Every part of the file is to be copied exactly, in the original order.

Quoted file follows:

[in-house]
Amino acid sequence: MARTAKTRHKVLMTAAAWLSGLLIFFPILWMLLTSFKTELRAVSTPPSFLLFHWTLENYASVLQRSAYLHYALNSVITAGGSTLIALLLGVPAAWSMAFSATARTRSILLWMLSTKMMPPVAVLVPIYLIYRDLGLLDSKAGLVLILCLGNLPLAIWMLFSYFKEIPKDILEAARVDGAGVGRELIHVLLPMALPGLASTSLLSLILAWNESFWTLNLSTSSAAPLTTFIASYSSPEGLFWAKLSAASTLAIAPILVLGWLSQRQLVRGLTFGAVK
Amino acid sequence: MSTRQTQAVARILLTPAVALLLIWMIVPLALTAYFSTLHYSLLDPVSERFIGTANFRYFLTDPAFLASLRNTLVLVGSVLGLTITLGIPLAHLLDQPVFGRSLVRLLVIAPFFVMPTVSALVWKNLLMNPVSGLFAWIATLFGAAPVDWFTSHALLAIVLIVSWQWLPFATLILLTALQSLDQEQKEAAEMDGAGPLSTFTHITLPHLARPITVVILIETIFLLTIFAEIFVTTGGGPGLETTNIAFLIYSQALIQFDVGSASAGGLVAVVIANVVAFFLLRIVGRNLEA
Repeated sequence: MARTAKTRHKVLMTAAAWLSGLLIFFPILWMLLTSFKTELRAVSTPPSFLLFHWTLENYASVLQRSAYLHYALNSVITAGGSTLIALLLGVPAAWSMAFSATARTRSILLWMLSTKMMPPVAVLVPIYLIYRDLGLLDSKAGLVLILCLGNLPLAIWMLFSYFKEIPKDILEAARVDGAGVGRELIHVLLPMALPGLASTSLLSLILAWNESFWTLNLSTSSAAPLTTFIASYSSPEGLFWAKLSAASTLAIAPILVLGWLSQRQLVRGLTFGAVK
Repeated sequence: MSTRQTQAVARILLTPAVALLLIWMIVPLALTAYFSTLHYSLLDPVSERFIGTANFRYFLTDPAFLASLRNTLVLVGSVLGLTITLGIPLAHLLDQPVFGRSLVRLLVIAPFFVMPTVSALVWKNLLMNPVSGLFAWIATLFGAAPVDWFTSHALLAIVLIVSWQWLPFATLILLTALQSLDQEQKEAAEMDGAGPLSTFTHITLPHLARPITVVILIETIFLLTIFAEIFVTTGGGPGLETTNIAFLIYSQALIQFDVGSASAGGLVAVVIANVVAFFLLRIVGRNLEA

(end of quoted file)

[in-house]
Amino acid sequence: MARTAKTRHKVLMTAAAWLSGLLIFFPILWMLLTSFKTELRAVSTPPSFLLFHWTLENYASVLQRSAYLHYALNSVITAGGSTLIALLLGVPAAWSMAFSATARTRSILLWMLSTKMMPPVAVLVPIYLIYRDLGLLDSKAGLVLILCLGNLPLAIWMLFSYFKEIPKDILEAARVDGAGVGRELIHVLLPMALPGLASTSLLSLILAWNESFWTLNLSTSSAAPLTTFIASYSSPEGLFWAKLSAASTLAIAPILVLGWLSQRQLVRGLTFGAVK
Amino acid sequence: MSTRQTQAVARILLTPAVALLLIWMIVPLALTAYFSTLHYSLLDPVSERFIGTANFRYFLTDPAFLASLRNTLVLVGSVLGLTITLGIPLAHLLDQPVFGRSLVRLLVIAPFFVMPTVSALVWKNLLMNPVSGLFAWIATLFGAAPVDWFTSHALLAIVLIVSWQWLPFATLILLTALQSLDQEQKEAAEMDGAGPLSTFTHITLPHLARPITVVILIETIFLLTIFAEIFVTTGGGPGLETTNIAFLIYSQALIQFDVGSASAGGLVAVVIANVVAFFLLRIVGRNLEA
Repeated sequence: MARTAKTRHKVLMTAAAWLSGLLIFFPILWMLLTSFKTELRAVSTPPSFLLFHWTLENYASVLQRSAYLHYALNSVITAGGSTLIALLLGVPAAWSMAFSATARTRSILLWMLSTKMMPPVAVLVPIYLIYRDLGLLDSKAGLVLILCLGNLPLAIWMLFSYFKEIPKDILEAARVDGAGVGRELIHVLLPMALPGLASTSLLSLILAWNESFWTLNLSTSSAAPLTTFIASYSSPEGLFWAKLSAASTLAIAPILVLGWLSQRQLVRGLTFGAVK
Repeated sequence: MSTRQTQAVARILLTPAVALLLIWMIVPLALTAYFSTLHYSLLDPVSERFIGTANFRYFLTDPAFLASLRNTLVLVGSVLGLTITLGIPLAHLLDQPVFGRSLVRLLVIAPFFVMPTVSALVWKNLLMNPVSGLFAWIATLFGAAPVDWFTSHALLAIVLIVSWQWLPFATLILLTALQSLDQEQKEAAEMDGAGPLSTFTHITLPHLARPITVVILIETIFLLTIFAEIFVTTGGGPGLETTNIAFLIYSQALIQFDVGSASAGGLVAVVIANVVAFFLLRIVGRNLEA